6. #6
    Member Steve Springer's Avatar
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    AKJOB,

    Glad you got a TMA ram and had a great experience. I'm sure I will have a great experience too, I just love being in sheep country, it cleanses the soul. We are flying in with 40 mile air as well. I suppose you could be right about nobody here on this forum not ever having been there. We'll hit the ground and glass and glass and glass and route find and hunt, that's what makes it fun and why they call it hunting. If mother Nature is kind to us and gives us good weather, I'm sure we'll find some legal rams.

  7. #7

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    I've been into the TMA but not the Rumble creek area. I can say you'll want a great pair of boots, better fitness, and watch out for porcupines in the lower areas . . . they like to nibble on gear. Good luck!

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    Member Steve Springer's Avatar
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    Quote Originally Posted by AKMtnRunner View Post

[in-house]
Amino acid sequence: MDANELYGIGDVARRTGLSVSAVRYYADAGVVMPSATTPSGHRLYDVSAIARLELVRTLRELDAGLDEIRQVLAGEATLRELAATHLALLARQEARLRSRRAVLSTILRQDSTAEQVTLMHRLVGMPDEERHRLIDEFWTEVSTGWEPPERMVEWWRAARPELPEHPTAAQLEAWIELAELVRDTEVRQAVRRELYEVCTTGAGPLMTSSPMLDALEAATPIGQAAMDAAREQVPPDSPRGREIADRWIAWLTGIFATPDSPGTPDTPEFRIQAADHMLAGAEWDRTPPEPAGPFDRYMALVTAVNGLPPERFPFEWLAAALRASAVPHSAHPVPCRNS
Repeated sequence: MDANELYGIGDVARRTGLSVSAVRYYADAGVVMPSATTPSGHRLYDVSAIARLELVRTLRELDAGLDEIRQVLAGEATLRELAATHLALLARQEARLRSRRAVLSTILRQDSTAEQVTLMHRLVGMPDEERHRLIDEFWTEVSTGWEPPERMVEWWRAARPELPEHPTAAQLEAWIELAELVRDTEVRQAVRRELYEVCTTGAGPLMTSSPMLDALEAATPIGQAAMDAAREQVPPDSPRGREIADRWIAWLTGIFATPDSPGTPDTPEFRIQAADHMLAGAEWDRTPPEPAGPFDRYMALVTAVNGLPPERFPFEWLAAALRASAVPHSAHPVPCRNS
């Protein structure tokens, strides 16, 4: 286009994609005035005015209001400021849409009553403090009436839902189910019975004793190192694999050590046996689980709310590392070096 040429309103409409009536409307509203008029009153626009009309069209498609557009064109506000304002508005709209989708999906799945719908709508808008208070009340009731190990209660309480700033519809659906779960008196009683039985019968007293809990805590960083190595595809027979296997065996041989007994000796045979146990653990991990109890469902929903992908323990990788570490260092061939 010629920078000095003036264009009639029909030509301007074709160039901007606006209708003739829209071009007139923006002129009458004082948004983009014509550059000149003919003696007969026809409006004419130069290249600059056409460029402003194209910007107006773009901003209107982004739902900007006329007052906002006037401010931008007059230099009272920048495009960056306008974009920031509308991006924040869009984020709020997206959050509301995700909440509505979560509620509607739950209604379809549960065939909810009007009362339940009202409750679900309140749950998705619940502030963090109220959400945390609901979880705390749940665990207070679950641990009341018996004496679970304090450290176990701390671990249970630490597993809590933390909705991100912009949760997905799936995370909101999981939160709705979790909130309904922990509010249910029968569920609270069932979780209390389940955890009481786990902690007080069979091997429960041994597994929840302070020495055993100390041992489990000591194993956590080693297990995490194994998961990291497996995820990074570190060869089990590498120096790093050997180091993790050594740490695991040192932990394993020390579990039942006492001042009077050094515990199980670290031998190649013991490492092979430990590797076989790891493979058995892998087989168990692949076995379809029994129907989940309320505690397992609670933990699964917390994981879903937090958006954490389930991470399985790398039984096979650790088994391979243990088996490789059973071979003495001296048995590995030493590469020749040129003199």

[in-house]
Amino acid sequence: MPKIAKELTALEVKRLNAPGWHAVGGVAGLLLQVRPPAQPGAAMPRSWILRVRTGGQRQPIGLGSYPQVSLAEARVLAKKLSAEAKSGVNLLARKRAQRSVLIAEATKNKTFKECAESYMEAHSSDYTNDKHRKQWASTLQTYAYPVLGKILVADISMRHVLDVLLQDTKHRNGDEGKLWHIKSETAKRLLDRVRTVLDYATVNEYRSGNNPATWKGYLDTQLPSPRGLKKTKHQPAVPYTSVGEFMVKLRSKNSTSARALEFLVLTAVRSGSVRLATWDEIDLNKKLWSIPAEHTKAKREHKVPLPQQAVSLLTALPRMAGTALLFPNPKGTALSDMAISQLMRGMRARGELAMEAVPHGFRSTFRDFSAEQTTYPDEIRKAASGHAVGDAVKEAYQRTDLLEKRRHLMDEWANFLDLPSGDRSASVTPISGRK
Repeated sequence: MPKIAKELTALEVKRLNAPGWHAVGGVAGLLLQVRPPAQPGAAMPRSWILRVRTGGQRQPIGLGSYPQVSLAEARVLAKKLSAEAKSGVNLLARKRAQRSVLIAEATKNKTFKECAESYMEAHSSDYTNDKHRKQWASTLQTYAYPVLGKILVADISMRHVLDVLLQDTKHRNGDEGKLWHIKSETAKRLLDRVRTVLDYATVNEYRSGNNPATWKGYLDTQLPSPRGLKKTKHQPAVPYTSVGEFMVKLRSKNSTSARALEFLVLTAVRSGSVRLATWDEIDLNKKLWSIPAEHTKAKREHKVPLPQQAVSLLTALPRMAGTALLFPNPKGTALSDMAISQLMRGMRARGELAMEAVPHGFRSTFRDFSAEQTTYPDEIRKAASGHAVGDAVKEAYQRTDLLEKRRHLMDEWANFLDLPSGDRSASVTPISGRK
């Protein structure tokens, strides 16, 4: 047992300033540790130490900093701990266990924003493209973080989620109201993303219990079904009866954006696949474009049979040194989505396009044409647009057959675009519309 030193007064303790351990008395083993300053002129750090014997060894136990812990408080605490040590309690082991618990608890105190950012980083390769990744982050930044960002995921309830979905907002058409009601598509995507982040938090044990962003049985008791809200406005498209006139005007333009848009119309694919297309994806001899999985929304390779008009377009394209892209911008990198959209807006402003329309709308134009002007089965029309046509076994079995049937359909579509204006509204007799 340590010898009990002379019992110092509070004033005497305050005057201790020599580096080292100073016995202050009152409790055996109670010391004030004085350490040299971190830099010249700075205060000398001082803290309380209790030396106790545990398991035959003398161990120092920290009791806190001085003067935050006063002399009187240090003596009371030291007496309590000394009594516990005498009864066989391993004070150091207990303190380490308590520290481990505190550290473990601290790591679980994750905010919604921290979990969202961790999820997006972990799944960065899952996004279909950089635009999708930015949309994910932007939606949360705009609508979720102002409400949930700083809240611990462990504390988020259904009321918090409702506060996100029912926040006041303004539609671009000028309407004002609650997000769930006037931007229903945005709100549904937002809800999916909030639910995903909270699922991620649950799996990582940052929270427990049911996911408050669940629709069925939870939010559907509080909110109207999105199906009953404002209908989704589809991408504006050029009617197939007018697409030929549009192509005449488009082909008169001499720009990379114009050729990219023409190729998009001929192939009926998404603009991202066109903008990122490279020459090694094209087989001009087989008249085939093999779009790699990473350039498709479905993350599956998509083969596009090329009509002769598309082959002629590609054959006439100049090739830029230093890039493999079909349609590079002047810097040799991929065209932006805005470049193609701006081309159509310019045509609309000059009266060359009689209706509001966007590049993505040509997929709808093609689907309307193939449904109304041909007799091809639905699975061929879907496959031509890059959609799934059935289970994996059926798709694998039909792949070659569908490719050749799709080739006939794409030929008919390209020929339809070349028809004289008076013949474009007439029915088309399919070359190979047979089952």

I've been into the TMA but not the Rumble creek area. I can say you'll want a great pair of boots, better fitness, and watch out for porcupines in the lower areas . . . they like to nibble on gear. Good luck!
    Sage advice, quill pigs eat outhouses for goodness sake

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    Member AK Ray's Avatar
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    When I researched my TMA tag in 2013, I sent questions by PM to folks that had posted about their TMA hunts in the past. Received some great general advice in replies.

    There should be a lot of small water sources due to the rock glaciers and snow patches even in a hot year. About half way up a ridge side you will see "green" areas and then bright or shiny "green" areas. The bright green will have a trickle of surface water. Bottom of every basin we checked out had surface water. Rumble creek should have plenty of water down low.

    In 2013 we messed up by trying to scout/hunt from above from the start. Flushed rams out of the basin. If we had hunted from below for scouting they would have probably just climbed higher and waited to see what we did if we spooked them.